News & Politics

The Totally Bizarre, Incredible, Loony Tunes Story of the Death of Kim Jong Un's Half Brother

The assassination of Kim Jong Nam, half brother of Korean dictator Kim Jong Un, continues to amaze and entertain aficionados of bad Hollywood murder mysteries. The incident occurred at the Malaysian International Airport on Tuesday, February 13, when Kim, who was boarding a flight for Macau, told authorities that he felt someone “grabbed or held his face from behind.” It turns out that he had been exposed to VX nerve toxin; he died shortly after complaining of feeling ill.

Here’s a remarkable CCTV video of the assassination.

The use of a WMD to kill off one person is bizarre enough. But the story being told by Malaysian authorities is still unfolding and gets more bizarre with every turn.

Investigators made two arrests within hours of Km’s death: Doan Thi Huong, a 30-year-old Vietnamese woman, was arrested at the airport and 26-year-old Muhammad Farid Bin Jalaluddin was picked up in the city of Ampang. The interrogation of Jalaluddin led to the arrests of four other suspects, including his girlfriend, Siti Aishah, an Indonesian woman who had a strange tale to tell.

Huong was immortalized in security footage from the airport when she was spotted wearing an unusual T-shirt:

Aishah was paid about $90 to either spray or rub Kim’s face with the VX. She originally told authorities that she thought she was participating in a TV prank show. Later, she admitted that men who “looked like Japanese or Koreans” asked her to do it. She said she thought the substance was “baby oil.”

Malaysian authorities swept the airport for traces of VX but came up empty.

Authorities are seeking at least four other suspects — all North Korean — who fled the country on the day that Kim was killed.

International experts are flabbergasted that, if North Korea is behind the assassination, they would use an incredibly dangerous and highly toxic agent like VX. Just a drop will kill you.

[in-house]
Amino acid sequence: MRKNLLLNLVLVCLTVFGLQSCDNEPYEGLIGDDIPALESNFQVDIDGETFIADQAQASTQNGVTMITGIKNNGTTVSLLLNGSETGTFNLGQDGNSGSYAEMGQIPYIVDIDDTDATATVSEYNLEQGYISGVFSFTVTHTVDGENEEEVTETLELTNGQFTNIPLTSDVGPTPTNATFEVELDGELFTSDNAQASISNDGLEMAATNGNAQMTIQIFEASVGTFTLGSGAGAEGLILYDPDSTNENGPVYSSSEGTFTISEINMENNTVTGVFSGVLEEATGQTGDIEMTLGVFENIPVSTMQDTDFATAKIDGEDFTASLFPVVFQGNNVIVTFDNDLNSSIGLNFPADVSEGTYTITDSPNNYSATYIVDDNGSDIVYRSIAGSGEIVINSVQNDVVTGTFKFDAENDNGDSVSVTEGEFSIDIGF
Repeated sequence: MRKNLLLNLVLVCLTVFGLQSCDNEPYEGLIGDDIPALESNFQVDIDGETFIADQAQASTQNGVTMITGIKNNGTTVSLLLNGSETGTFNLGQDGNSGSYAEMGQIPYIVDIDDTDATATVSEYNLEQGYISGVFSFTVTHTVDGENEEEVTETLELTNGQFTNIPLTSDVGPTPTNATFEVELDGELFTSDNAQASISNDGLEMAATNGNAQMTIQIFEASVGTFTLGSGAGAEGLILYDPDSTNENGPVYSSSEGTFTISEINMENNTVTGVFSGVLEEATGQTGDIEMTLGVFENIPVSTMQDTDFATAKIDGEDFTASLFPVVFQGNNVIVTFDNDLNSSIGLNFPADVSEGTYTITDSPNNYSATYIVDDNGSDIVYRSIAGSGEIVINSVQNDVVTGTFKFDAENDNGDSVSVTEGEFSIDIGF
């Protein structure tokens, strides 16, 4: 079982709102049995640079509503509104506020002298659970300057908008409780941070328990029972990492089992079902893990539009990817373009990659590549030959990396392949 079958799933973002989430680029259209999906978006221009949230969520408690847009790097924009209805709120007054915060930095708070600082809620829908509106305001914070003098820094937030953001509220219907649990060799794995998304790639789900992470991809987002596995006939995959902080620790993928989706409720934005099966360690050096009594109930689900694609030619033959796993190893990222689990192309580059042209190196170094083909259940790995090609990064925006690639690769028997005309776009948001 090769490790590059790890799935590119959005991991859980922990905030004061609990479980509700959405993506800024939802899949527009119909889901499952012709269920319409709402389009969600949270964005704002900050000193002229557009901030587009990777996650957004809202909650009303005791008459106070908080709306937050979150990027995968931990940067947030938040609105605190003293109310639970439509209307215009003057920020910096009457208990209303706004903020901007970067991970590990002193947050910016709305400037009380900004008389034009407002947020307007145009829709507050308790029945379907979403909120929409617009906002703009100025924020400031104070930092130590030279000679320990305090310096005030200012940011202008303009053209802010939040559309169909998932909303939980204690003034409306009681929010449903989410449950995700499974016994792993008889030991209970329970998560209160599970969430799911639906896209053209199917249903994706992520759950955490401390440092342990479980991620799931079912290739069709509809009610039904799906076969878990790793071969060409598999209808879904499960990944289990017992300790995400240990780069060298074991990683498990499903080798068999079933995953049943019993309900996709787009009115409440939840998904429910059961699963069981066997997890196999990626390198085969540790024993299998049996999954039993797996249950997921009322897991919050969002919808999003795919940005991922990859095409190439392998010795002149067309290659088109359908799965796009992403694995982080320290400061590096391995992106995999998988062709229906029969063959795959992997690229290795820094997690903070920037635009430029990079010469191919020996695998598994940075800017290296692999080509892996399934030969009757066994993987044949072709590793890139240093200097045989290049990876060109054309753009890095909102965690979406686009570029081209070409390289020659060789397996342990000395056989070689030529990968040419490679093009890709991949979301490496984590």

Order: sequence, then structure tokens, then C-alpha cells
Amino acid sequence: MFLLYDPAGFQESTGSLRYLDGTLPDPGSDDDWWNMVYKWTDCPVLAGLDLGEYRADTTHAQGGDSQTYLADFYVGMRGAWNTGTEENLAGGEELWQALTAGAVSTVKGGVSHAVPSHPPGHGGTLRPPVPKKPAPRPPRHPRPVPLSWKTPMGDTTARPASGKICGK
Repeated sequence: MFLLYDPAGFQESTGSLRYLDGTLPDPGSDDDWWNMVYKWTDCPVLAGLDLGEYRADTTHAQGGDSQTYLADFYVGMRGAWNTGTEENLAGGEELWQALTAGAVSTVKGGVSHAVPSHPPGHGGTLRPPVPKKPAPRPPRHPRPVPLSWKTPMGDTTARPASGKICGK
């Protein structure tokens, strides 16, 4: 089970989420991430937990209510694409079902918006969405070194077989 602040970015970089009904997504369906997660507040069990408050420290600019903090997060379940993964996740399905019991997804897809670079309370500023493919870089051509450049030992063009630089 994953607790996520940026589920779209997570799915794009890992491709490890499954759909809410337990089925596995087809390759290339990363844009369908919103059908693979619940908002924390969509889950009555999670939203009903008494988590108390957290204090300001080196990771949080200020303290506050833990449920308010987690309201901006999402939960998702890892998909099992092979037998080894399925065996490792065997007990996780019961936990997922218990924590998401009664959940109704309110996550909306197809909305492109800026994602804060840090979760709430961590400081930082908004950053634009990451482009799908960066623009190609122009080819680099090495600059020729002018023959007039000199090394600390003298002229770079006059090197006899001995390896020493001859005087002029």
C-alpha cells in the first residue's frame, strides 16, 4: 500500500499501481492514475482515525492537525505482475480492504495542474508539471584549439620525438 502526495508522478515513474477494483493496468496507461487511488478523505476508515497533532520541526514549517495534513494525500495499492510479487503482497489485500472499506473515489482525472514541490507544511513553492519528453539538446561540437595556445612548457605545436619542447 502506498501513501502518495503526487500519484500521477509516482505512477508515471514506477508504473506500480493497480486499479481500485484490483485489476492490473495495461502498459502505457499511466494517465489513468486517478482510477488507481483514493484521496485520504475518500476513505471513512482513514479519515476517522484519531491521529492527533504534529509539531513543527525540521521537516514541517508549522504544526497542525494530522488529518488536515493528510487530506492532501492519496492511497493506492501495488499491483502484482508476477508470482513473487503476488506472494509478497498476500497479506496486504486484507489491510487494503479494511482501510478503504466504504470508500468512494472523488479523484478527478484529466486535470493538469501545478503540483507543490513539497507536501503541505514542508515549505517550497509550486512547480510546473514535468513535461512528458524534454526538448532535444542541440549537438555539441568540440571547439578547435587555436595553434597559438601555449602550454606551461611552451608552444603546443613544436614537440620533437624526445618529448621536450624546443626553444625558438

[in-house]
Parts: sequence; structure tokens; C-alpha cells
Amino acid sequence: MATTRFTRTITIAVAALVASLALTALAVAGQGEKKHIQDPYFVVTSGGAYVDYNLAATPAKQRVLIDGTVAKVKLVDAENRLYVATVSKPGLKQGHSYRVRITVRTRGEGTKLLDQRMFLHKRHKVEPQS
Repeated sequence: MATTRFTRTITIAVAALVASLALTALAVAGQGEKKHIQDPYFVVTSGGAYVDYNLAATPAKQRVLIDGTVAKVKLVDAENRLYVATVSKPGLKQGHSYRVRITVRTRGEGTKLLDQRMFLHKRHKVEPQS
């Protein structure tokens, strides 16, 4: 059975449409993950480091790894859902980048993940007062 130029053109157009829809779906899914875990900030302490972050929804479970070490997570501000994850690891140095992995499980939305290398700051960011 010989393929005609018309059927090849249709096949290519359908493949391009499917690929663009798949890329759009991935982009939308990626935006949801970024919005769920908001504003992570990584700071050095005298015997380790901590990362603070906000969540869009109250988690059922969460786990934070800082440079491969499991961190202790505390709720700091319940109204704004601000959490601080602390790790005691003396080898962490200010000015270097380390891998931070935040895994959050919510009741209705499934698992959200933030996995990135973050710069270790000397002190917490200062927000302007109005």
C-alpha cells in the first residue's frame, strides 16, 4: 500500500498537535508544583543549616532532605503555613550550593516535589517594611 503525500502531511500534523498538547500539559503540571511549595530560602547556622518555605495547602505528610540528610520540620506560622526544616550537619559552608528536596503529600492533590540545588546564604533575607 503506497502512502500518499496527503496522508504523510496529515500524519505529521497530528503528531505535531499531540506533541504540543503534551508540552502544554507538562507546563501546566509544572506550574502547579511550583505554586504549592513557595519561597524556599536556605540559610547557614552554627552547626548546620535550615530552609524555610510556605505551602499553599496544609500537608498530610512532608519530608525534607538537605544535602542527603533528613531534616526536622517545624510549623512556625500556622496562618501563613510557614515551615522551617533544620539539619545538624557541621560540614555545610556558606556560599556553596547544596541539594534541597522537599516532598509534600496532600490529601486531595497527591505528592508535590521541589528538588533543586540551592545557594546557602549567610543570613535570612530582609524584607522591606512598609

Washington Post:

Vestergaard pointed out the obvious risk posed by an assassin carrying a cloth with VX through an airport.

“We watched her walk across one of the terminals. She would have had to have carried this cloth with her. Even if she had gloves on, it would have dispersed somehow, somewhere,” she said. “Onto her, maybe onto someone else if she would have brushed against someone. If something would have dropped, onto a shoe, onto a suitcase.” Wherever she doused the cloth might be contaminated, Vestergaard added. “Even to open the vial and carry a vial” risks contaminating the environment.

The toxin “can remain on material, equipment and terrain for long periods,” the Organisation for the Prohibition of Chemical Weapons indicates on its website. “All nerve agents in pure state are colourless liquids. Their volatility varies widely. The consistency of VX may be likened to an involatile oil and is therefore classified as belonging to the group of persistent CW agents.” A suitcase sitting on the tarmac in the rain could have a drop of VX washed off, for example, but in other places it could linger for some time.

It works quickly. “Its effect is mainly through direct contact with the skin,” the OPCW indicates. Poisoning using a gas leads to a more rapid effect than through contact with the skin, because in the latter case it can take 20 to 30 minutes for the agent to reach deeper blood vessels. When it does, however, the effect is to essentially paralyze respiratory functions — the victim suffocates. Because persistent agents don’t evaporate, it requires a smaller amount to kill. In the case of VX, the OPCW says, the amount of the agent required to have a fatal effect in 50 percent of victims is 10 milligrams.

An amount the size of three snowflakes. One-ninth of a grain of sand.

“I think the investigation now — if this is confirmed to be nerve agent — is going to be massive because it is in an airport,” Vestergaard said. “You’re going to have to track those people that were in that area. What planes were being checked in. You have to have a hotline, if anyone gets sick. All those people will have to be tested.”

It’s not enough to say that North Korea was being incredibly irresponsible in using WMD to assassinate a relative of the dictator. You have to wonder if there isn’t another motive for the North Koreans to use VX. What that might be — your guess is as good as mine. But if it was a message they were sending, you can bet that it has been heard loud and clear.